Jump Up!

Elton John

MCA, 1982


REVIEW BY: Jeff Clutterbuck


There is no question that Elton John's output in the 80s was nowhere near as brilliant as his 70s work. Most of his work from the Reagan decade was uninspired and sounds horribly dated today. Up until this point, I pretty much considered Too Low For Zero the only highlight, but much to my surprise I can add this album as another highlight.

While Jump Up! may not be John's best album of the 80s, it certainly is the most fun, perhaps his Goodbye Yellow Brick Road of the 80s (whereas Too Low For Zero is more like Captain Fantastic And The Brown Dirt Cowboy). After a few lackluster, disco-driven works, Jump Up! captures Elton finally rocking again and sounding involved.

The opener track "Dear John" sets the tone for what was to come later with "I'm Still Standing." This is balls-out rock, as John rages over the Dear John note his lover left him. "Spiteful Child," is more a demonstration in melody than "Dear John," featuring a great refrain. John's piano work always manages to impress me in its fluidity and effortlessness. The acoustic, semi-country "Ball & Chain" manages to continue the fun, shuffling along as John gets to spout great lines like "I got a ball and chain hanging around my heart / You were the one to blame for tearing my world apart." Bernie Taupin has always liked to tear the ladies down as much as he props them up, and this is no exception.my_heart_sings_the_harmony_web_ad_alt_250

"Legal Boys" is an intriguing number, as it features the first collaboration between John and Tim Rice. The two would go onto to great success in the 90s with The Lion King and The Road To El Dorado. The song here resembles those in its dramatic overwroughtness and orchestral flourishes, but because it's over the top and glitzy it defines what Elton was all about. "I Am Your Robot," borrows heavily from "Madness" off of A Single Man a few years earlier, but in a good way. John's vocals have that snarl to them and the music itself has a hard edge to it, thanks to lead guitar work from Pete Townshend. The only negative thing I can offer up about this track are the incredibly cheesy lyrics from Taupin (sample: "I am your robot and I'm programmed to love you / My serial number is 44357"), but Elton somehow makes it work.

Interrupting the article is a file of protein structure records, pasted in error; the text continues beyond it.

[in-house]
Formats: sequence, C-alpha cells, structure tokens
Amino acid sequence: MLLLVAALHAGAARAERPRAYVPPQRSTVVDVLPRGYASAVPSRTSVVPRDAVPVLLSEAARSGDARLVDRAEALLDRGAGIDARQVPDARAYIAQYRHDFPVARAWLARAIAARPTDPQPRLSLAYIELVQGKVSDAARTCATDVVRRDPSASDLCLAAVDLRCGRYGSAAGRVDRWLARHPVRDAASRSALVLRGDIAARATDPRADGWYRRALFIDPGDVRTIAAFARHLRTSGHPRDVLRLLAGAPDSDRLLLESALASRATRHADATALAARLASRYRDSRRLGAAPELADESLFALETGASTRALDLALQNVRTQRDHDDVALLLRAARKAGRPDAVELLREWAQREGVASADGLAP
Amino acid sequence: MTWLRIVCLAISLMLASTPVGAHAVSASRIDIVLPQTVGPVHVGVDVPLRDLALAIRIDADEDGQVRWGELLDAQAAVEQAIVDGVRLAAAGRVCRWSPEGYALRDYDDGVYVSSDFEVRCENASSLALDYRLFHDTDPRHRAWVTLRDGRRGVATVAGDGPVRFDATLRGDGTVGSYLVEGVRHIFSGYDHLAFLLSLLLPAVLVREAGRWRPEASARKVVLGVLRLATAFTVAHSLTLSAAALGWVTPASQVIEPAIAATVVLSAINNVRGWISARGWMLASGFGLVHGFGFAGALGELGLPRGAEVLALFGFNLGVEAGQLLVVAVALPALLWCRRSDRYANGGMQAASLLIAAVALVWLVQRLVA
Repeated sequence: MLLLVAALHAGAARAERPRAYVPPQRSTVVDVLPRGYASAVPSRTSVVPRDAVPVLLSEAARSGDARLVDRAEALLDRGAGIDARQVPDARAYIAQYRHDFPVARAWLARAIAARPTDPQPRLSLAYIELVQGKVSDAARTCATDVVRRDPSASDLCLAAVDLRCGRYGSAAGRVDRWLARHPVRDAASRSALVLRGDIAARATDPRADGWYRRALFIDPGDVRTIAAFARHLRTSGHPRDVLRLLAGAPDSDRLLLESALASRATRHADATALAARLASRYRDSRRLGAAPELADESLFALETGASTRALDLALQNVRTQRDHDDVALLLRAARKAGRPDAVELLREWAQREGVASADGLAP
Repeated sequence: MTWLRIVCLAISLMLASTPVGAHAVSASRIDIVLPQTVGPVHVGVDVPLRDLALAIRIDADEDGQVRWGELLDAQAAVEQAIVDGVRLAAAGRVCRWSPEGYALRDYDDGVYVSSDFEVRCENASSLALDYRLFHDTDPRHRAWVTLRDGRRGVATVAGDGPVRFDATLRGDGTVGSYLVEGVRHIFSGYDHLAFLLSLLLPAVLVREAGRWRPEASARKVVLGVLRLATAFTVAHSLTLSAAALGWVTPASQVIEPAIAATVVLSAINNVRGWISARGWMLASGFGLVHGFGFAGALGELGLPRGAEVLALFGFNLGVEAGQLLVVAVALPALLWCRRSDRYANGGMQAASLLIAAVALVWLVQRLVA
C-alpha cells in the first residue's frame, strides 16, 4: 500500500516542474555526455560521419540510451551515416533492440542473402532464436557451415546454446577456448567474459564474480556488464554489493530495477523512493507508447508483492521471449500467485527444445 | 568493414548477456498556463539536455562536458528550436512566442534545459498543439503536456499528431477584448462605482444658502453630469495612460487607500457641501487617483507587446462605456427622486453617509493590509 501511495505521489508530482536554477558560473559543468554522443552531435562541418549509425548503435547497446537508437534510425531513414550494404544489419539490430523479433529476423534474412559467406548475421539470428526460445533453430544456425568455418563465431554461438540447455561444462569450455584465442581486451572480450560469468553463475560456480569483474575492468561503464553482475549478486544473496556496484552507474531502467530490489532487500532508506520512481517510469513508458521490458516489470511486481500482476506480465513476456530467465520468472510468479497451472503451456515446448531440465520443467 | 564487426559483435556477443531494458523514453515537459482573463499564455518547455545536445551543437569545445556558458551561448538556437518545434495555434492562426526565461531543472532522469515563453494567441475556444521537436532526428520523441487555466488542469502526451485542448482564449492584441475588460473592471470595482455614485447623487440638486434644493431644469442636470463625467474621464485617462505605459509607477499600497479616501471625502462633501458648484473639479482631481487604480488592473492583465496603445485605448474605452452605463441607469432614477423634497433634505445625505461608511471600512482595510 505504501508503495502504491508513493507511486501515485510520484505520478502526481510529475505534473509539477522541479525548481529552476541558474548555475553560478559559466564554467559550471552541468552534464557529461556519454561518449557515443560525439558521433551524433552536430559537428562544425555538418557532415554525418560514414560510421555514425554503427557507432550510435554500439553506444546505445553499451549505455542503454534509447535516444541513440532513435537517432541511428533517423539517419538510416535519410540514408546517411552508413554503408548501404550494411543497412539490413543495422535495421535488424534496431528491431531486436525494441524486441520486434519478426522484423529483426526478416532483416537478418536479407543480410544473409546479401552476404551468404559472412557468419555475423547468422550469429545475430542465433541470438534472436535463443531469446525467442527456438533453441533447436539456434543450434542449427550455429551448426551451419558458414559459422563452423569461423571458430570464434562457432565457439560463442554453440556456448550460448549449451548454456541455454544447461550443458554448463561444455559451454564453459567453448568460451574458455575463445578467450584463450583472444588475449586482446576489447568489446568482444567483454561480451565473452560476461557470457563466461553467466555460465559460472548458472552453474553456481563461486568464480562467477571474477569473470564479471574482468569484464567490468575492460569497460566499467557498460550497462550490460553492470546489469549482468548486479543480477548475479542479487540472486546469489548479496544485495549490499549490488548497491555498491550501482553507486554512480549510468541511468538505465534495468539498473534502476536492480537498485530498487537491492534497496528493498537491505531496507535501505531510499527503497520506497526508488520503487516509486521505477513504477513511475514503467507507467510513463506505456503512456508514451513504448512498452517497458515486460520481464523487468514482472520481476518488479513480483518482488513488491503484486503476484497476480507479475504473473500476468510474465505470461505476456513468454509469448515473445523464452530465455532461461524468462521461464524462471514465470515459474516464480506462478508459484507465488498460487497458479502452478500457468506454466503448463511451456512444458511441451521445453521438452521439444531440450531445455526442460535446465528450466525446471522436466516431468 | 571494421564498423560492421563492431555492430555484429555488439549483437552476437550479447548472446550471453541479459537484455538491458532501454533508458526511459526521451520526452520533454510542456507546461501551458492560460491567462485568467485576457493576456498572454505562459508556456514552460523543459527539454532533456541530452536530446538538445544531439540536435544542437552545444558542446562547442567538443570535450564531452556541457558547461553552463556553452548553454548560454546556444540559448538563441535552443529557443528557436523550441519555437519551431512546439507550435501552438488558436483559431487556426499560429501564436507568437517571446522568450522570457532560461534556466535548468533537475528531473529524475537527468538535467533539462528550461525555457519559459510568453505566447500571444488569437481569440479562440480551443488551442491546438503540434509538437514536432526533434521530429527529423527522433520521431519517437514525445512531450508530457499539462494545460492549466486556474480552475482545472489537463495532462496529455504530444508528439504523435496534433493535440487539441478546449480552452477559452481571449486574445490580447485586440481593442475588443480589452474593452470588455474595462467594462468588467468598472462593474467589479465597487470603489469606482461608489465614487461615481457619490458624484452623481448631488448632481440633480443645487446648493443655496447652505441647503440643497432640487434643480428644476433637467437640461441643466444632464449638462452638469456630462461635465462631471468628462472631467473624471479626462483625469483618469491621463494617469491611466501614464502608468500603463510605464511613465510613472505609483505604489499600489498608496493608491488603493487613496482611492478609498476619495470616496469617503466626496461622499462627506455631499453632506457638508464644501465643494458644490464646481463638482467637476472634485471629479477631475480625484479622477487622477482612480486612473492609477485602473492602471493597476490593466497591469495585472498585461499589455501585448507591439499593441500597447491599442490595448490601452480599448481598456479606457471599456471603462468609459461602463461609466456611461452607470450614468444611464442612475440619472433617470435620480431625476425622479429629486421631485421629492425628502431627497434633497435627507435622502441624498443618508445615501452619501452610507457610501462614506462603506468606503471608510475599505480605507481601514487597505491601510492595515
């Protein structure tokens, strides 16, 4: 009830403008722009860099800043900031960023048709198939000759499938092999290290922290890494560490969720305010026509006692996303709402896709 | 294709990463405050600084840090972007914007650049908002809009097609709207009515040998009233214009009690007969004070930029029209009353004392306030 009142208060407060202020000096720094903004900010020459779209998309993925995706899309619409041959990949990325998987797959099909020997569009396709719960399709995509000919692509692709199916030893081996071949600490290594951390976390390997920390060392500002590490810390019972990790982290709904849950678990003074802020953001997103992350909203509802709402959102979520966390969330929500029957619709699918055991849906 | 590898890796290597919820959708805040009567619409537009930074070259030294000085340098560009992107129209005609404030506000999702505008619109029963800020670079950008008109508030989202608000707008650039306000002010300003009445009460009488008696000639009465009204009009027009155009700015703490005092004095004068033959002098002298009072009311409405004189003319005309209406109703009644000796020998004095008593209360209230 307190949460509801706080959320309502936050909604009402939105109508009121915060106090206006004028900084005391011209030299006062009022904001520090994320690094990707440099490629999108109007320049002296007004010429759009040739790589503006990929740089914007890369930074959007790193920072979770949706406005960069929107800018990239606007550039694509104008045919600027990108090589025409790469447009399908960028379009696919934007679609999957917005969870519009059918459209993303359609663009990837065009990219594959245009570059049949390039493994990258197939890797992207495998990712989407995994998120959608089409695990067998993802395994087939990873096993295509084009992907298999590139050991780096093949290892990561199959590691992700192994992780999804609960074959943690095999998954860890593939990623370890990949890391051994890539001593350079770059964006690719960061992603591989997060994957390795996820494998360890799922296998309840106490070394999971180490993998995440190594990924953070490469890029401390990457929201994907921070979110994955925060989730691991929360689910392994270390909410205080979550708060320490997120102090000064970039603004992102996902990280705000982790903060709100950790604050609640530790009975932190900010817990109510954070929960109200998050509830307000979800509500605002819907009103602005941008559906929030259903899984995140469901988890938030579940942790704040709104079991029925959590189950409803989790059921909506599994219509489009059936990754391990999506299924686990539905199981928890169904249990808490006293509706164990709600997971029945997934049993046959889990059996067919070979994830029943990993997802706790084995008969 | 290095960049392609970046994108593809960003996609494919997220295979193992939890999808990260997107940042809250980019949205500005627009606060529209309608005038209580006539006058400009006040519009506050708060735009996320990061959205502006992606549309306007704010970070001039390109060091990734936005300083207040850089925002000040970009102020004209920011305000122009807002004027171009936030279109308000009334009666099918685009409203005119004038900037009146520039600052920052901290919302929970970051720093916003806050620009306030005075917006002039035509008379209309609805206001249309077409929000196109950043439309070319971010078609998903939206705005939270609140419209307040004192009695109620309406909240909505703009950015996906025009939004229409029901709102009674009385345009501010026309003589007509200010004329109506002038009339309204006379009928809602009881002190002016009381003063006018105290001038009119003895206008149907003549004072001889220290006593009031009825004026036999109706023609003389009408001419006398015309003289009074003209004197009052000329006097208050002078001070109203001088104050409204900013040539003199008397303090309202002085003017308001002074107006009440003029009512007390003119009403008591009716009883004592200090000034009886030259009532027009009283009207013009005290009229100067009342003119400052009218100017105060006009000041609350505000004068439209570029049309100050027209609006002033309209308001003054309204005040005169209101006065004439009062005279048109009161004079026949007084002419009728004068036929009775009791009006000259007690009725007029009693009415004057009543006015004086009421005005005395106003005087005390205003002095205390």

The second half of Jump Up! is a tad weaker than the first, but not by much. "Blue Eyes" was the big hit, allowing for Elton to show off his lower range vocals, foreshadowing the distant future. "Princess" is a pretty song, fitting for its subject matter. The synthesizer solo may sound dated today, but rest of the song carries it. "Where Have All The Good Times Gone" could have been snatched off The Thom Bell Sessions, since it sounds most like John's later 70s disco inspired work. The one glaring weak track is the closing number, "All Quiet On The Western Front." An ode to the horrors of war, it's too pretentious and delicate for such a serious matter. "The Retreat" was a much better war-themed number.

I have saved the best for last. "Empty Garden" is Elton's tribute to his good friend John Lennon, but instead of choosing to subject the listener to force-fed sentimentality, like Paul McCartney's "Here Today," "Empty Garden" could be about anyone who did so much and was taken away too soon. The pain in John's vocals is evident, which hits the hardest, and Taupin contributes some of his best lyrics, expressing the emotions of losing someone and realizing they aren't there for you anymore. "And I've been knocking, but no one answers / And I've been knocking most all the day…" Elton sings, and only the most cold-hearted of people would fail to be moved.

Too Low For Zero may have the better reputation, but Jump Up! comes ever so close to being its equal. It's pure pop craftsmanship, pulled off as only Elton John can. For those who argue John was past his prime by 1982, here is definite proof to the contrary.

Rating: A

User Rating: A-



© 2006 Jeff Clutterbuck and The Daily Vault. All rights reserved. Review or any portion may not be reproduced without written permission. Cover art is the intellectual property of MCA, and is used for informational purposes only.